Maryland colleges and universities are raising more money than ever despite a faltering economy, though some campuses are worried about declining alumni giving and say that the economic slump, if it persists, could hit the education sector in coming years.
As of May 31, the 13-campus University System of Maryland had raised nearly $220 million in the fiscal year that ends this month, a 27 percent increase over last year's total during the same period. At the private Johns Hopkins University, donations are on track to hit $450 million this fiscal year, making it the strongest year ever for one of the nation's fundraising powerhouses.
"Overall, the development programs are performing exceedingly well in light of the current economic conditions," said Leonard Raley, president and chief executive officer of the University System of Maryland Foundation, which manages philanthropic contributions for most of the state's public colleges. "I can't say that I see the economy having a real impact in any significant way."
But Barry Gossett, a member of the university system's governing Board of Regents who chairs a fundraising committee, said he has been hearing "pushback" from prospective donors concerned about the economy.
"I think the next couple of years will be very challenging," said Gossett, a businessman who gave $10 million last year to his alma mater, the University of Maryland, College Park. "The economy is very soft, and with the rise [in cost] of petroleum products and food, people have to make choices. And obviously they've got to protect themselves."
Gossett said very wealthy donors, who give much of the money that colleges raise from individuals, are expressing concern about depreciated stock holdings and that those who give in the $50,000 range are increasingly concerned about personal bills.
Sheldon Caplis, vice president for institutional advancement at the University of Maryland, Baltimore County, said he expects "either next year or the year after, if the market doesn't rebound, that we would see some effect, because assets would be down."
Across the country, contributions to colleges were up by 6.3 percent, to $29.75 billion, during the fiscal year that ended in June 2007, the most recent period for which national figures are available. But there was a 1.5 percent drop in alumni giving last fiscal year, according to an annual survey of college fundraising published by the New York-based Council for Aid to Education.
Fundraising officials in Maryland continue to report a decline in the numbers of alumni who give to their alma maters, though that is a trend that has persisted for several years and probably is a function of increased enrollment and difficulty in reaching out to young alumni who do not have traditional telephone lines, experts say.
Still, since 1998, private donations to higher education adjusted for inflation have increased every year except for 2002 and 2003, after the U.S. recession of 2001 and 2002, according to the Council for Aid to Education.
As the increased costs of operating colleges have outpaced rises in tuition and other revenue sources, such as state support, private giving has become an increasingly important component of university business models. Colleges try to increase alumni giving because the rates factor into influential rankings such as those by U.S. News and World Report, and because the relatively small gifts made by most alumni are less likely to be restricted to a particular use.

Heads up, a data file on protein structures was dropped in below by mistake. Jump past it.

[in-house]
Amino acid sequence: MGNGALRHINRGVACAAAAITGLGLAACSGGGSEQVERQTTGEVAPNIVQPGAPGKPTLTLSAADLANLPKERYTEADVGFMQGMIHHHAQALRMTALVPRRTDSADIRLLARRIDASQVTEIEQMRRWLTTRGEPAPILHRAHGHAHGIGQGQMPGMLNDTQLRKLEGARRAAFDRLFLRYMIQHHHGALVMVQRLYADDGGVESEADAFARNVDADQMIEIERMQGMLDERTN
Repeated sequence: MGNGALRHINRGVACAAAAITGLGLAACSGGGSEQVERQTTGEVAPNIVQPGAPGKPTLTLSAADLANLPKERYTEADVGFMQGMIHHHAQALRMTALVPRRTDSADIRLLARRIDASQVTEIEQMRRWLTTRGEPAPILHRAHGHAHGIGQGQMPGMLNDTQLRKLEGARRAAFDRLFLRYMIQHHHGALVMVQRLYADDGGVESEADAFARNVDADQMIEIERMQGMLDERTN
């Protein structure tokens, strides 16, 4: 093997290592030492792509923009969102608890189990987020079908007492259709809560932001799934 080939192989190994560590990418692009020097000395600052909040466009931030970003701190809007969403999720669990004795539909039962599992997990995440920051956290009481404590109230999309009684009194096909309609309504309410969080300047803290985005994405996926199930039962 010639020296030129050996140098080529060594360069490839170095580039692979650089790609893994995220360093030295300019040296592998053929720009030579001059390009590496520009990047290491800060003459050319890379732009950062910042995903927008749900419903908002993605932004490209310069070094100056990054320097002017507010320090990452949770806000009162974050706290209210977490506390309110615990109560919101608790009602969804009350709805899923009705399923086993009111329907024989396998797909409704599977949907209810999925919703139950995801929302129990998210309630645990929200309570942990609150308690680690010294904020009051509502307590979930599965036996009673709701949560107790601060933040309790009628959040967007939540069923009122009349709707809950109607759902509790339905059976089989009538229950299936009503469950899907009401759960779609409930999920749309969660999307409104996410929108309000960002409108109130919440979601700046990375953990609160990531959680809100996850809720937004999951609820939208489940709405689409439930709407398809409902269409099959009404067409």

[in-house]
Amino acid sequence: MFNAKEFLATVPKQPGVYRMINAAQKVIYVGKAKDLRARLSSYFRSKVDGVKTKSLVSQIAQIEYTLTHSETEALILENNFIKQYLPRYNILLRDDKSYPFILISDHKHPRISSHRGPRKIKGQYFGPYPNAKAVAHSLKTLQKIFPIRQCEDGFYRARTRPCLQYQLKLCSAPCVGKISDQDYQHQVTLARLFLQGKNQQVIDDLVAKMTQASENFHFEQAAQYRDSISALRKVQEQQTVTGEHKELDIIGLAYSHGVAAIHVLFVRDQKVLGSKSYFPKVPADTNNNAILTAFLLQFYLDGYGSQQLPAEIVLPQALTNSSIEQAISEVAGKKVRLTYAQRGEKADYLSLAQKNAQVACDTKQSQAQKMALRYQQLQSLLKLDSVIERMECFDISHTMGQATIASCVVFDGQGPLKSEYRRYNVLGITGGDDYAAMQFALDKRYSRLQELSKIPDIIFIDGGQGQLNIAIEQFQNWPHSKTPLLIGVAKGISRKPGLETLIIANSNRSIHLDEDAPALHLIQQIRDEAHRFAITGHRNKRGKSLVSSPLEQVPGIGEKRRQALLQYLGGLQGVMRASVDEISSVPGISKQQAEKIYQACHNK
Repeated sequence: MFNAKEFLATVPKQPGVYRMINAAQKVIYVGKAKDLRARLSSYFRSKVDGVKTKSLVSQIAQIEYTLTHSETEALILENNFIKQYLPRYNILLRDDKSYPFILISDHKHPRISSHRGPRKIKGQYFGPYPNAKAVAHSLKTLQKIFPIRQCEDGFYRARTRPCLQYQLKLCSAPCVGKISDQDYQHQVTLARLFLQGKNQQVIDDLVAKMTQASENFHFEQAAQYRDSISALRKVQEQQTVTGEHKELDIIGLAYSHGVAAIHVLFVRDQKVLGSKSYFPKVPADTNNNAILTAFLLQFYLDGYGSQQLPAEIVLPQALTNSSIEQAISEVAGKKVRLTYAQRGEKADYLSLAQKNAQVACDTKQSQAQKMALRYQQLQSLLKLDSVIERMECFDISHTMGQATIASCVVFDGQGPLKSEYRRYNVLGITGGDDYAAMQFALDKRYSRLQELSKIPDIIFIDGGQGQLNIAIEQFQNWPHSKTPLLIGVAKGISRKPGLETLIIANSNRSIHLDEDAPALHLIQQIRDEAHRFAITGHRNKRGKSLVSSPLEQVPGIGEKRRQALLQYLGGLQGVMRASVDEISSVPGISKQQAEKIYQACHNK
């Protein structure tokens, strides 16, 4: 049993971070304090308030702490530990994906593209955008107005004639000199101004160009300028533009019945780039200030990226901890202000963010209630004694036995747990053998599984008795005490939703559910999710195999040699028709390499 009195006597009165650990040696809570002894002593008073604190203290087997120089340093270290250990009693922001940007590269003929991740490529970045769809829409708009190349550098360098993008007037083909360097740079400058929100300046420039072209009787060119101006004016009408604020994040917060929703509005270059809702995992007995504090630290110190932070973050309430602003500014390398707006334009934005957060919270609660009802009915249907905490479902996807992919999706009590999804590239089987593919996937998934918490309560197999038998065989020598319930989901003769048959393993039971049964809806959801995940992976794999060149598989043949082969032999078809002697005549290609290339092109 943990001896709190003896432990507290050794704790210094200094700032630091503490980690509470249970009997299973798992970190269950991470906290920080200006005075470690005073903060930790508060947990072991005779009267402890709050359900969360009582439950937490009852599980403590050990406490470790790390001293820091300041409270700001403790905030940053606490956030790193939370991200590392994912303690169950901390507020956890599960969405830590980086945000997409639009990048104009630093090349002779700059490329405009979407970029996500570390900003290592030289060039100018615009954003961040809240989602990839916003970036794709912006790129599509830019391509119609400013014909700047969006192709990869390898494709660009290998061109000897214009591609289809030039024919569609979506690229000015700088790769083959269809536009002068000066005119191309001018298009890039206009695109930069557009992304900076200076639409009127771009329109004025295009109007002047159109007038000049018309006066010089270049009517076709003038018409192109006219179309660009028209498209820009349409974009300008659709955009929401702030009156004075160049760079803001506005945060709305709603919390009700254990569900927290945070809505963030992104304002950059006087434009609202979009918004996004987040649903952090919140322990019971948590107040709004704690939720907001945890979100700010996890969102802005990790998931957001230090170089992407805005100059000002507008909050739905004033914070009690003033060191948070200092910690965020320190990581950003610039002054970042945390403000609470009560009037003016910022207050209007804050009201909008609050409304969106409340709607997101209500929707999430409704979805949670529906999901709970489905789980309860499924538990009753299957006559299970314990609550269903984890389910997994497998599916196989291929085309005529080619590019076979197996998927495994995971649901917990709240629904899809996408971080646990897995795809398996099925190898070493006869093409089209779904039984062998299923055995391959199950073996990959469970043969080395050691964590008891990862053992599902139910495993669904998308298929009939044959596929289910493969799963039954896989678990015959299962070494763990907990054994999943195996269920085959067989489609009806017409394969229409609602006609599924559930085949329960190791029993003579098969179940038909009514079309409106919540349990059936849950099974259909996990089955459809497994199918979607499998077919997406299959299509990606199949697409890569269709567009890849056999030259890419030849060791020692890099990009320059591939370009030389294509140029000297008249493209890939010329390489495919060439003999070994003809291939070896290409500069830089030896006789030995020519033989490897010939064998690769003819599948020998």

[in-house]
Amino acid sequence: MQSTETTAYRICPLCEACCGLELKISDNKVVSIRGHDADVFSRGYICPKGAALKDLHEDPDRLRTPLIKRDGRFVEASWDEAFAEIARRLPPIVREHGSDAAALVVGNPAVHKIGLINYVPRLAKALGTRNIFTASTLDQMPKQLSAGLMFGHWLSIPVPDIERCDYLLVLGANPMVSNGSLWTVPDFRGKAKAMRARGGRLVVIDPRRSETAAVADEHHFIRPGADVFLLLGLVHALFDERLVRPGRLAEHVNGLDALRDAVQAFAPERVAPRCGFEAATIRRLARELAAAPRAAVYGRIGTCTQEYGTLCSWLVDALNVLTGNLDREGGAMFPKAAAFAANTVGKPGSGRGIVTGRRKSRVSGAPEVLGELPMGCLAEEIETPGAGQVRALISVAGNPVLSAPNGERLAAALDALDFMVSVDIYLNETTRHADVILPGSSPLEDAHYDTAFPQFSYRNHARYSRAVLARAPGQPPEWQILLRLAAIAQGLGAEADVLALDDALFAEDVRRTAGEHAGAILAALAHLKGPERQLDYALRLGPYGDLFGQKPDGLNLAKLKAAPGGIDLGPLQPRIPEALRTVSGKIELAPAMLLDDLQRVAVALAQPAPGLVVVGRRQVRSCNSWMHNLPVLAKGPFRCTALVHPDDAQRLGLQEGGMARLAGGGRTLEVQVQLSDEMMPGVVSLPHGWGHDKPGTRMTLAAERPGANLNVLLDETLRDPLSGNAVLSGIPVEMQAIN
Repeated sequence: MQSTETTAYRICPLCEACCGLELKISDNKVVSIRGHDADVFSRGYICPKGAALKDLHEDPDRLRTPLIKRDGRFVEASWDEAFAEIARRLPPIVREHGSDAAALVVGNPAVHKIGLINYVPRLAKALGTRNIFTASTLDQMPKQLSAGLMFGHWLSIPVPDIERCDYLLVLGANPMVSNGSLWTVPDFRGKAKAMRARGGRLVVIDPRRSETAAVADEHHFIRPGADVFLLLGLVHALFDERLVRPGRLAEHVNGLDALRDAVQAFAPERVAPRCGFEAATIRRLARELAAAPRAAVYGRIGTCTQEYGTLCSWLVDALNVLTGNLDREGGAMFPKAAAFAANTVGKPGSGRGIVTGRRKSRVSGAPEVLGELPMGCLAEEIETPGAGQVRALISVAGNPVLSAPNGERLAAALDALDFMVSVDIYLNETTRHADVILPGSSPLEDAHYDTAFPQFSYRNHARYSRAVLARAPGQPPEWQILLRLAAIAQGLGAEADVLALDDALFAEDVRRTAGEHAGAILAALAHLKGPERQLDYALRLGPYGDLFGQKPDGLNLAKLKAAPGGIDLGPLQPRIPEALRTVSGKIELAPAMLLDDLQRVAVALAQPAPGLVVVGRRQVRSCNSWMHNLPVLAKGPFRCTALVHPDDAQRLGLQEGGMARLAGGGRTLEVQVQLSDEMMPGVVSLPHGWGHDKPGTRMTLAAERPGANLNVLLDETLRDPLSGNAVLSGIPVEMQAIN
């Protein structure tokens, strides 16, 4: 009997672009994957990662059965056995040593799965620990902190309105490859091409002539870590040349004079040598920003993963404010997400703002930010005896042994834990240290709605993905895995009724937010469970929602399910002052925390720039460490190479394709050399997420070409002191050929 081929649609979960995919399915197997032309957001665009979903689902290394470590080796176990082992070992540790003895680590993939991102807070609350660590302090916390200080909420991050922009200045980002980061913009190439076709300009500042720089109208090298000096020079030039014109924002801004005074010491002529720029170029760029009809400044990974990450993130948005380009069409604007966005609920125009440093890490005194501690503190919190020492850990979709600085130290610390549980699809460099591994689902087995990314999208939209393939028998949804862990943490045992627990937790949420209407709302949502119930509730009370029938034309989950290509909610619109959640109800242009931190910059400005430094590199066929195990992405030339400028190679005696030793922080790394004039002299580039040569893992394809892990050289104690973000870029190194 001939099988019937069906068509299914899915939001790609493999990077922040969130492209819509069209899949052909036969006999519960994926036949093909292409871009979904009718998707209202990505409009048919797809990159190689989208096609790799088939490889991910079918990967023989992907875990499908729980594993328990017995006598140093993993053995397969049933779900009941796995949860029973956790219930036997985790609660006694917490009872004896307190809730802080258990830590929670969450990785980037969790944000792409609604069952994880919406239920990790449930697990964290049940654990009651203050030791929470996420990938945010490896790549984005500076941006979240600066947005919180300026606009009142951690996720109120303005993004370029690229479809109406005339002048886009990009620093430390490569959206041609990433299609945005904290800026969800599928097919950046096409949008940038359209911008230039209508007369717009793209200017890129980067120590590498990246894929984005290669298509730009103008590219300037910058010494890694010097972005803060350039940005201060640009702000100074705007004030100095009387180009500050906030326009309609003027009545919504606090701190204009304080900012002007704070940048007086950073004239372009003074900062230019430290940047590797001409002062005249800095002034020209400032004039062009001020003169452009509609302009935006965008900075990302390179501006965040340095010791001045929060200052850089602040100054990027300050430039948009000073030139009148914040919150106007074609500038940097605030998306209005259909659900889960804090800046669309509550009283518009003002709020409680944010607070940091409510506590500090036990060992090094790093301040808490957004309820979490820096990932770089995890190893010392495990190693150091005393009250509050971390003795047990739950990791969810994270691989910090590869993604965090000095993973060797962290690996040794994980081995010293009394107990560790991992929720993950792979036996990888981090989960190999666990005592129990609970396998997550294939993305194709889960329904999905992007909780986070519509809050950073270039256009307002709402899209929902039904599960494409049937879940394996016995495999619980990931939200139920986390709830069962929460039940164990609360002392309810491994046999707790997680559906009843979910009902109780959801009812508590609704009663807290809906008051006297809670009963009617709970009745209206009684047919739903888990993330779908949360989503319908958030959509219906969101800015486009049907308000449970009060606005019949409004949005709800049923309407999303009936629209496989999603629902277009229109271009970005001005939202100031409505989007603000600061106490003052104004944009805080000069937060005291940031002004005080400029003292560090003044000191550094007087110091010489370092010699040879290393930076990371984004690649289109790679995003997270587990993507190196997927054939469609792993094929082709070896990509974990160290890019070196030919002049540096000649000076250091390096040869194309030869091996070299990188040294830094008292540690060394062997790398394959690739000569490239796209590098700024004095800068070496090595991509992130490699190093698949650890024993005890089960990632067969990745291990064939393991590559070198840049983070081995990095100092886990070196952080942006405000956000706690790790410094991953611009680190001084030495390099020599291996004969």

Perhaps most important to professional fundraisers: Cultivating donors at an early stage can have payoffs if they become wealthy later in life.
"It's all about relationships," said Janet Wiley, Goucher College's interim vice president for development. "People who are charitable continue to be charitable, and over the course of someone's life they may have the ability to make a major gift."
The college fundraising sector is insulated from relatively mild economic fluctuations, experts say, in part because it relies overwhelmingly on big-ticket donors to fill endowment coffers. At Hopkins, for example, 77 percent of the money raised in its $3.2 billion capital campaign ending this year came from several hundred donors who each gave $1 million or more - even though roughly 240,000 donors have contributed since the campaign's launch in 2000, said Fritz Schroeder, senior associate vice president for development and alumni relations.
"There's still a lot of accumulated wealth out there," said University of Baltimore President Robert L. Bogomolny. The economic climate is "killing our students and their families, but in terms of development, I think we'll be OK unless there's another major drop in the economy."
This fiscal year, donors gave the University of Baltimore more than $10 million, a record for the urban campus and nearly four times the amount raised in the preceding fiscal year. The jump is attributable in part to a major gift that will be announced next week, Bogomolny said.
Other public colleges having banner years in Maryland are:
*University of Maryland University College, which has raised nearly $4.7 million this fiscal year, compared with $1.2 million a year ago.
*University of Maryland Eastern Shore, which raised $2.79 million this fiscal year, up from $891,000 last year.
*Salisbury University, which received a "most improved" fundraising award from the Council for Advancement and Support of Education this year.
Smaller private colleges in the area say they have not yet been buffeted by the winds of economic weakness.
Loyola College, which closed its fiscal year at the end of May, raised $10.1 million, another record year for the private Jesuit campus. Michael J. Goff, vice president for development, said that if the economy continues to remain soft, donors might delay giving or spread out gifts over longer periods.
At Goucher, Wiley said she expects the total private contributions this year to match last year's total of about $8.5 million.